Customers of XM Satellite Radio Inc. aren't the only ones who appreciate its digital quality and nationwide coverage. The US military might draft XM's service.
XM and Raytheon Co. have jointly built a communications system that would use XM's satellites to relay information to soldiers and emergency responders during a crisis. The Mobile Enhanced Situational Awareness Network, would get a dedicated channel on XM's satellites.
The military often leases transmission space on commercial satellites, but this collaboration between a massive defense contractor and a fun-loving radio network -- XM's first two satellites were dubbed Rock and Roll, and its next two might be Rhythm and Blues -- is unusual.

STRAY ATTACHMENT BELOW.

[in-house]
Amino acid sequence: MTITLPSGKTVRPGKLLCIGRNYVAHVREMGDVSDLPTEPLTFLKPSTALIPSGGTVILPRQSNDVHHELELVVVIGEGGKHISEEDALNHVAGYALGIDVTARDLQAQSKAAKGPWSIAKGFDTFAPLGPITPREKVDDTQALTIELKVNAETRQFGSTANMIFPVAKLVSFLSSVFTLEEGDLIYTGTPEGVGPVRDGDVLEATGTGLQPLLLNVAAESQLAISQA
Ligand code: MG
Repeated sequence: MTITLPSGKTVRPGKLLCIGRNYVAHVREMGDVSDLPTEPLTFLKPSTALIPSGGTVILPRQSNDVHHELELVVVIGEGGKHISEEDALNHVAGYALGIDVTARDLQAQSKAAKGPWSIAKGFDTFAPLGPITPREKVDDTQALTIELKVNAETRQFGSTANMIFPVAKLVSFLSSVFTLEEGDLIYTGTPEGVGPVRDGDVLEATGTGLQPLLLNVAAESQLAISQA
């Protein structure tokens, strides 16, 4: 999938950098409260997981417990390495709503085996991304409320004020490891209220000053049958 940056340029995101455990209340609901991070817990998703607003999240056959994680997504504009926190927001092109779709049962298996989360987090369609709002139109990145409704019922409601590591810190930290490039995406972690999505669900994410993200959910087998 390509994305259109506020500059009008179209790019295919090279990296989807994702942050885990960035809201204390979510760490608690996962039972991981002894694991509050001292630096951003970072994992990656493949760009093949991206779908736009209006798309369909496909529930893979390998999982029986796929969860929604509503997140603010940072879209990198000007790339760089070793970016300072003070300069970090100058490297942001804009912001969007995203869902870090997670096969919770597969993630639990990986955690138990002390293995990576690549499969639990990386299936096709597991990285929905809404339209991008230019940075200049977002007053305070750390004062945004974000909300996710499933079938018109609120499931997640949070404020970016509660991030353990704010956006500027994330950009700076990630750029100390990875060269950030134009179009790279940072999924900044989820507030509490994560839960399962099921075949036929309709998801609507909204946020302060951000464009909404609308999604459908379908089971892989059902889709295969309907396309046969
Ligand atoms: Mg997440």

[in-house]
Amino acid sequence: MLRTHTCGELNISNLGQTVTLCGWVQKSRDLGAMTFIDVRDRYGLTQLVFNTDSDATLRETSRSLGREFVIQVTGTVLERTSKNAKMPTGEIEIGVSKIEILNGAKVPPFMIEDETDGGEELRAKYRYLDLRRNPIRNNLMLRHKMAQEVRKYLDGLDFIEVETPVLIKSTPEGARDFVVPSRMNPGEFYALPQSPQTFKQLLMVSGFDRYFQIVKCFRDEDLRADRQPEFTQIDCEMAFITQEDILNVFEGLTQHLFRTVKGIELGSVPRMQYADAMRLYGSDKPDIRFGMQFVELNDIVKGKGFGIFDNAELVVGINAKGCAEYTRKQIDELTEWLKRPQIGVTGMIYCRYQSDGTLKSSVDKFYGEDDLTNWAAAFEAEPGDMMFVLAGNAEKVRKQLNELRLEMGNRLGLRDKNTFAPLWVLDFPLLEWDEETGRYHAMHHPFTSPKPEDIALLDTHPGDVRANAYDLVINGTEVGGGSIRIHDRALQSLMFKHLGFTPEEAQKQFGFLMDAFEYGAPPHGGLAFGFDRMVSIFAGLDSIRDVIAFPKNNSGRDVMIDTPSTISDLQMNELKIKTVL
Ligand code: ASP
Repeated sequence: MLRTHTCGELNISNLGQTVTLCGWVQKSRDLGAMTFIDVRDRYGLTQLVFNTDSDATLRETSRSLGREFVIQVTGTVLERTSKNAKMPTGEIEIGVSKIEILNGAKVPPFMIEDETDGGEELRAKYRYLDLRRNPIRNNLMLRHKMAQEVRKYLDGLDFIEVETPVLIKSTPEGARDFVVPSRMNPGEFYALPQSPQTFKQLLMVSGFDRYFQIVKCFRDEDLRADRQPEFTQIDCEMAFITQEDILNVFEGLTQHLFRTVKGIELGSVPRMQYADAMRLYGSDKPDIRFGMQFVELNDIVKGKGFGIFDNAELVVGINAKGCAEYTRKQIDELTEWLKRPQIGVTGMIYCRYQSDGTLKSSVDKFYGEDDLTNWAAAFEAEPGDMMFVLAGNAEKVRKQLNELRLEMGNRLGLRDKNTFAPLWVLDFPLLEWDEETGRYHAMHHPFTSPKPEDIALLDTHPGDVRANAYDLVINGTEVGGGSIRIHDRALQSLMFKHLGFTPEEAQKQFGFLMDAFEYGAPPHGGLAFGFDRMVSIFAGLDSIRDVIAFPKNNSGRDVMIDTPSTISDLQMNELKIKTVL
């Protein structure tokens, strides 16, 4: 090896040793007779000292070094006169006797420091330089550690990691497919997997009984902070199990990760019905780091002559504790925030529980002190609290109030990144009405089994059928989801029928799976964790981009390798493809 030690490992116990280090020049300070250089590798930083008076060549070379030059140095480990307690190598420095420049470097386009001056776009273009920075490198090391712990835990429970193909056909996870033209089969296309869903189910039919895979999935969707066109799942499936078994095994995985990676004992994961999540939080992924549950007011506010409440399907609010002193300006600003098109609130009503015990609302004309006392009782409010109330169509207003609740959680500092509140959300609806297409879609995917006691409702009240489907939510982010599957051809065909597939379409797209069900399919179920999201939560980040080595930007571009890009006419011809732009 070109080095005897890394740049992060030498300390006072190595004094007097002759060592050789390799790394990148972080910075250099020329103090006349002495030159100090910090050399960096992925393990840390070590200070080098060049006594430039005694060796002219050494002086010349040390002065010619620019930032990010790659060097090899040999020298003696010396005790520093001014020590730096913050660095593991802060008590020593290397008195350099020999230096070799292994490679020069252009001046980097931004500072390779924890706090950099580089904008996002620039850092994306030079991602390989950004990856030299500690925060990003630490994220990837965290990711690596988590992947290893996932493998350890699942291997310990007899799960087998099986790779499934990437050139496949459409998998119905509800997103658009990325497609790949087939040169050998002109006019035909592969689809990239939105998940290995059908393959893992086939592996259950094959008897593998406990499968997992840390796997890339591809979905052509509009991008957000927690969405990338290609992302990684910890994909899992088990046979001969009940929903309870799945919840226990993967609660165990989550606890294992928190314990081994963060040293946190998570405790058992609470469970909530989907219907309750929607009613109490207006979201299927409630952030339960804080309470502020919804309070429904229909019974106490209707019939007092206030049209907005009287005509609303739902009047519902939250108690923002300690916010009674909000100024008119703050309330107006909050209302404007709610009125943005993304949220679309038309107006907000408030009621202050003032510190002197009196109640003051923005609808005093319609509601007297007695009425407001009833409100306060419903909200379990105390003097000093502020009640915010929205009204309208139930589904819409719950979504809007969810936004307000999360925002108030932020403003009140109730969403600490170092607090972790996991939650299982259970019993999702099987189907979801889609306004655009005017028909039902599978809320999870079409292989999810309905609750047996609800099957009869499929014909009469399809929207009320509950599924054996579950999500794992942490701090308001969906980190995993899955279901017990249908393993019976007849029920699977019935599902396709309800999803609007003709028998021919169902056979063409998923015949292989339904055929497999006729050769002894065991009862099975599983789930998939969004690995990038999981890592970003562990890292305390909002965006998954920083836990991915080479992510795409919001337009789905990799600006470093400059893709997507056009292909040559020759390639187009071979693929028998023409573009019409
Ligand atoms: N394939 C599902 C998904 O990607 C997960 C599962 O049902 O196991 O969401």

It began last year when engineers at Raytheon were looking for an inexpensive system to help emergency responders and soldiers coordinate their actions after a natural disaster or terrorist strike. Existing communications systems for such scenarios can be bulky and expensive. Commercial satellite radio receivers, in contrast, are lightweight, battery-powered, and cost as little as $99 and have enough bandwidth to carry maps and other imagery.
XM serves only North America; Raytheon has signed on with Worldspace Corp., a satellite provider in Africa, Asia, and Europe.